Bill C-35 (Historical)
An Act to amend the Criminal Code (reverse onus in bail hearings for firearm-related offences)
This bill was last introduced in the 39th Parliament, 1st Session, which ended in October 2007.
Vic Toews Conservative
Not active, as of June 5, 2007
(This bill did not become law.)
This is from the published bill. The Library of Parliament often publishes better independent summaries.
This enactment amends the Criminal Code to provide that the accused will be required to demonstrate, when charged with certain serious offences involving firearms or other regulated weapons, that pre-trial detention is not justified in their case and to introduce additional factors relating to firearm offences that the courts must take into account in deciding whether an accused should be released or detained pending trial.
- March 27, 2007 Passed That the Bill be now read a second time and referred to a legislative committee.
October 30th, 2007 / 4:35 p.m.
Rob Nicholson Minister of Justice and Attorney General of Canada
Thank you very much, Mr. Chairman. I'm pleased to be joined at the table by Catherine Kane, the acting senior general counsel, criminal law policy section; and Douglas Hoover, counsel, criminal law policy section.
Mr. Chairman, I'm pleased to appear before your committee as it begins its review of Bill C-10, the Tackling Violent Crime Act.
This is the government's first piece of legislation in this session of Parliament. The Tackling Violent Crime Act underscores our commitment to safeguard Canadians in their homes and on their streets and in their communities. It is a confidence measure. Bill C-10 reflects the depth of this unwavering commitment by the Government of Canada.
As a confidence measure, Bill C-10 reflects the depth of this unwavering commitment.
Canadians are losing confidence in our criminal justice system. They want a justice system that has clear and strong laws that denounce and deter violent crime. They want a justice system that imposes penalties that adequately reflect the serious nature of these crimes and that rehabilitate offenders to prevent them from reoffending. Bill C-10 seeks to restore Canadians' confidence in our system by restoring their safety and security in their communities, and this is in fact what is reflected in the preamble to Bill C-2.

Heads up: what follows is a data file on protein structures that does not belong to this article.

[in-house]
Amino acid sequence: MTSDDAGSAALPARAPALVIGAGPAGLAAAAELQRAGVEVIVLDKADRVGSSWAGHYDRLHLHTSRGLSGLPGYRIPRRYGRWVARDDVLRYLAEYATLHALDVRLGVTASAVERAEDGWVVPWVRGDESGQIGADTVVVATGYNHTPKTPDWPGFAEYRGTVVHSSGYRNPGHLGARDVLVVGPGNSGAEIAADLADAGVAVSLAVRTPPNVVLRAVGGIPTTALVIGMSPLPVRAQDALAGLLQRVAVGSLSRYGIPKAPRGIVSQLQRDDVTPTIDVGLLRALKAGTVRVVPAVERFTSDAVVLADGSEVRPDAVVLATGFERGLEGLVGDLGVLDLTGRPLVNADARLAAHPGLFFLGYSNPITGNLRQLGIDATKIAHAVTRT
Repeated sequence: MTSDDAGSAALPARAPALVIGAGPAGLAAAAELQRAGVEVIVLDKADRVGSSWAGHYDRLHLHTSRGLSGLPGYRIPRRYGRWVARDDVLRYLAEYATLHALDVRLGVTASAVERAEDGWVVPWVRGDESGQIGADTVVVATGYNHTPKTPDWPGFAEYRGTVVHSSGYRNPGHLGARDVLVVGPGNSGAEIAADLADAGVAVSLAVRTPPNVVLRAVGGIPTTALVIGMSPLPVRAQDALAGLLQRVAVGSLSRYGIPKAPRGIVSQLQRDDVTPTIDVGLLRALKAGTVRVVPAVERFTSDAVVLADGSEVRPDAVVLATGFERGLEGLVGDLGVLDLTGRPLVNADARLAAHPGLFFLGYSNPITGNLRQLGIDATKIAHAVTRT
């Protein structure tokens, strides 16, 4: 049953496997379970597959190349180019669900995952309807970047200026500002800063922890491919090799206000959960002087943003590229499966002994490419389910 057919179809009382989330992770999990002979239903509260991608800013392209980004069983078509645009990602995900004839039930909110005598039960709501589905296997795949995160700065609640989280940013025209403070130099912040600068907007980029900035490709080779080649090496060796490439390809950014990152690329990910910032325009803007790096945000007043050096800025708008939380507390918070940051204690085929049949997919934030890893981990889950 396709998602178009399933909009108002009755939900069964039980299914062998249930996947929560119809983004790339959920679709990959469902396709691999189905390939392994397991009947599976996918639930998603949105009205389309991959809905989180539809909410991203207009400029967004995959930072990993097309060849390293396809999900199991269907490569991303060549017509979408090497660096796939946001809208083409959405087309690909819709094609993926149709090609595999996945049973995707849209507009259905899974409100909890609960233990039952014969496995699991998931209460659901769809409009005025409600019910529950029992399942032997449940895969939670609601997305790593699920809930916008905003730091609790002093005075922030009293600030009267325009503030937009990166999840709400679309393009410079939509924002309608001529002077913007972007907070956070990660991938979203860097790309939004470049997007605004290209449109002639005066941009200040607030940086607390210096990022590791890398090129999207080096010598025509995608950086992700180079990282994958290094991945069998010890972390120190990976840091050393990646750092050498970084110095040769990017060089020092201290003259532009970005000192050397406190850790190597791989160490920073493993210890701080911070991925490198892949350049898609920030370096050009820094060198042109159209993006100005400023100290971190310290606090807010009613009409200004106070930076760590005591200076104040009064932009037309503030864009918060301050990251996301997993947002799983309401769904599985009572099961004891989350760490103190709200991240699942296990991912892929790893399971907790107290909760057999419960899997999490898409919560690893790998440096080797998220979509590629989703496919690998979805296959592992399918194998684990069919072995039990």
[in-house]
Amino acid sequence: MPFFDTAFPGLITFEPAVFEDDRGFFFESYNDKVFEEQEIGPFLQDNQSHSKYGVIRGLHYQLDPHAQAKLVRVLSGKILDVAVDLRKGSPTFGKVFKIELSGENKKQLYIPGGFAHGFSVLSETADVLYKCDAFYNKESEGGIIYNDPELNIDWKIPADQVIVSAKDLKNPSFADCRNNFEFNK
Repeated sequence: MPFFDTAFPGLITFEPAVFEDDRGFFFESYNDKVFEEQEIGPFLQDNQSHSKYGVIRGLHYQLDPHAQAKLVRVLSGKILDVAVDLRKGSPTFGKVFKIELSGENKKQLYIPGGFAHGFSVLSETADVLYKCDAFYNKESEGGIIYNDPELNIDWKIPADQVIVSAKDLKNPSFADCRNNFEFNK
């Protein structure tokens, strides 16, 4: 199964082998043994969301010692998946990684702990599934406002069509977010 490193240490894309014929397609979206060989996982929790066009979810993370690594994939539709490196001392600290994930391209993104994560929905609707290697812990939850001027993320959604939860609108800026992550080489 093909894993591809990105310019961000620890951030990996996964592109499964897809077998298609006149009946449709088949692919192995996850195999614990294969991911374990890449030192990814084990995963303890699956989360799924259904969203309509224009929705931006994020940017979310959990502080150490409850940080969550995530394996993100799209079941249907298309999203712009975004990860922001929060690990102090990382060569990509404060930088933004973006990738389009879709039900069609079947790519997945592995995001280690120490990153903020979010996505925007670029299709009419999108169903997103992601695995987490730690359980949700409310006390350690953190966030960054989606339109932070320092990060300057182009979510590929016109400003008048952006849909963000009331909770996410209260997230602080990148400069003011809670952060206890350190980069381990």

The proposed Tackling Violent Crime Act brings together five criminal law reform bills that we introduced in the previous session of Parliament. One of them, Bill C-10, imposed higher mandatory minimum penalties of imprisonment for eight specific offences involving the use of restricted or prohibited firearms or in connection with organized crime, which of course includes gangs, and also for offences that do not involve the actual use of a firearm--namely, firearm trafficking or smuggling--or the illegal possession of a restricted or prohibited firearm with ammunition. The Tackling Violent Crime Act reintroduces the former Bill C-10 as passed by the House of Commons.
It also includes one of my favourites, Bill C-22, which increased the age of consent for sexual activity from 14 to 16 years of age to protect young people against adult sexual predators. There is proposed, as I'm sure you are aware, a five-year close-in-age exception to prevent the criminalization of sexual activity between consenting teenagers. The Tackling Violent Crime Act reintroduces Bill C-22 as passed by the House of Commons.